Today, as I pondered this Holy Week, my thoughts found their way back to before I was Presbyterian. As most of you know I was raised Baptist. For the most part the kind of Baptist Church I grew up in was pretty conservative Southern Baptist. However, my family was not. My grandfather was a Baptist minister in the 1920s, 30, and early 40s. He was very progressive, especially in the area of race relations, and it caused him some difficulty as he pastored in Virginia and the Carolinas.
But even as the Gladding family was on a more progressive side, Baptists did not follow the liturgical calendar and Holy Week was not observed. Instead we had Palm Sunday followed by Spring Revival and then Easter Sunday. For me this meant two really good Sundays with joyful singing and preaching about the triumphal entry of Jesus into Jerusalem and then the Resurrection. The week between the two Sundays was full of guilt, getting saved, rededicating your life, and plenty of hymns about the blood on Calvary, including endless verses of “Just As I Am” each night. Going to church whenever the doors were open was what we did. So I sat on the back row and held on to the pew with all my might during these hymns. I never walked the aisle to the chagrin of my pastor who served for 25 years. Thankfully, the Southern Baptists left me 37 years ago and I found a home in the reformed faith of Presbyterianism.
A central part of my faith is found in this important week we are now in the midst of. On Monday, Tuesday, and Wednesday the throngs of followers began to disappear from following Jesus as the authorities of the church were antagonized by Jesus actions and plotted against him, leading to Judas’ betrayal. There are community services in many areas observing the particular happenings during the Holy Week of 33AD. Although these may not always be well attended, it is my hope and belief that there are those who do faithfully follow our lectionary readings as they prepare for Easter.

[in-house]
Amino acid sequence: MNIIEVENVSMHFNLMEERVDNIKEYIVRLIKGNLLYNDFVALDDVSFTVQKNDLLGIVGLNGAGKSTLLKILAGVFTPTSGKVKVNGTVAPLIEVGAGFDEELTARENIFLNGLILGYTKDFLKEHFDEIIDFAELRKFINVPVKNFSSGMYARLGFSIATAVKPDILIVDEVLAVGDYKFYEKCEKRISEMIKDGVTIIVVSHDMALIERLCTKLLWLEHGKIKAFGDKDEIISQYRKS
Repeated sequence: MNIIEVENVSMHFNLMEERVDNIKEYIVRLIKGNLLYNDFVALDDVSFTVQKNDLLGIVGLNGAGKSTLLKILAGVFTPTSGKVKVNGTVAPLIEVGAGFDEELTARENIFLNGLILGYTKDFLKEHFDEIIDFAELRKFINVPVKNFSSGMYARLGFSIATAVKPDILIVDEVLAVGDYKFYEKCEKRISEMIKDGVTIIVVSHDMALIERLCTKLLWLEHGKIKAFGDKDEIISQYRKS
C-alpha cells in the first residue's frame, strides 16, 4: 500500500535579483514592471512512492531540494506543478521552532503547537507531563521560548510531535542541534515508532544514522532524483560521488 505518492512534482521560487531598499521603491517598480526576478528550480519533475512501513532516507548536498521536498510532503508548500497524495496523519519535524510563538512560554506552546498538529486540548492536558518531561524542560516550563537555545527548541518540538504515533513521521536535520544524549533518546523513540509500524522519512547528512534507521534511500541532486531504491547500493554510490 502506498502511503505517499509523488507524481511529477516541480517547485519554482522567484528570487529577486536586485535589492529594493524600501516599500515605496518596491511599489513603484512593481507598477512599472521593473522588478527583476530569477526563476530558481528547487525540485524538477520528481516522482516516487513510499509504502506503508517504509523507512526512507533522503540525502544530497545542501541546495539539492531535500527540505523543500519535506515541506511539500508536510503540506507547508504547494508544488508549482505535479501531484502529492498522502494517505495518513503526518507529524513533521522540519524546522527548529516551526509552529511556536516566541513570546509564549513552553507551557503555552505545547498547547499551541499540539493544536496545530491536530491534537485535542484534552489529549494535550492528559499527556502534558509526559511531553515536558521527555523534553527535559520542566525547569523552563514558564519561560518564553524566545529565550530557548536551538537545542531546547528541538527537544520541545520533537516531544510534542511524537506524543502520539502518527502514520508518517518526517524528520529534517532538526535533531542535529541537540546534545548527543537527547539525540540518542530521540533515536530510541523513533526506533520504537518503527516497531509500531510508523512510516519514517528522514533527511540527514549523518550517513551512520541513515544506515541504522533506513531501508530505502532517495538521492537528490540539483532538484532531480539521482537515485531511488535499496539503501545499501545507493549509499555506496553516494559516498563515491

So here we are at Thursday in Holy Week 2016. Tonight we will have services across our Savannah Presbytery and across Christendom observing Maundy Thursday. We will see Jesus betrayed, arrested, denied, and abandoned by even those closest to him. We will see him beaten, mocked, tried, and unjustly convicted. We are lead to think that we are also complicit in his sentence of crucifixion, as were those in the crowd that day who yelled for this sentence.
Tomorrow, Jesus will die again. In the darkness of Good Friday he will breathe his last as he says “Forgive them.” His dead body will be placed in a tomb and sealed. Saturday will be spent in grief and wondering what will the future hold.
So why do we put ourselves through this? What is different about this way of looking at Jesus than the Spring Revival of my boyhood where we were pressured to unburden ourselves by coming to Jesus? My friends, I believe the difference is this. During Holy Week we observe the fully human Jesus, who had “set his face toward Jerusalem.” He knew why he was here in this world and what his mission was. He wished it might not be so, but he was “obedient unto death – even death on a cross.” We did not come to Jesus, Jesus came to us! Jesus unburdened us and so Sunday, Easter morning we will celebrate the Resurrection and the new life we are given. Thanks be to God for this amazing grace.
So as we continue this Thursday, Friday, and Saturday of Holy Week 2016 let us stay with these events, as if we do not know the outcome. For without these days there would be no Resurrection!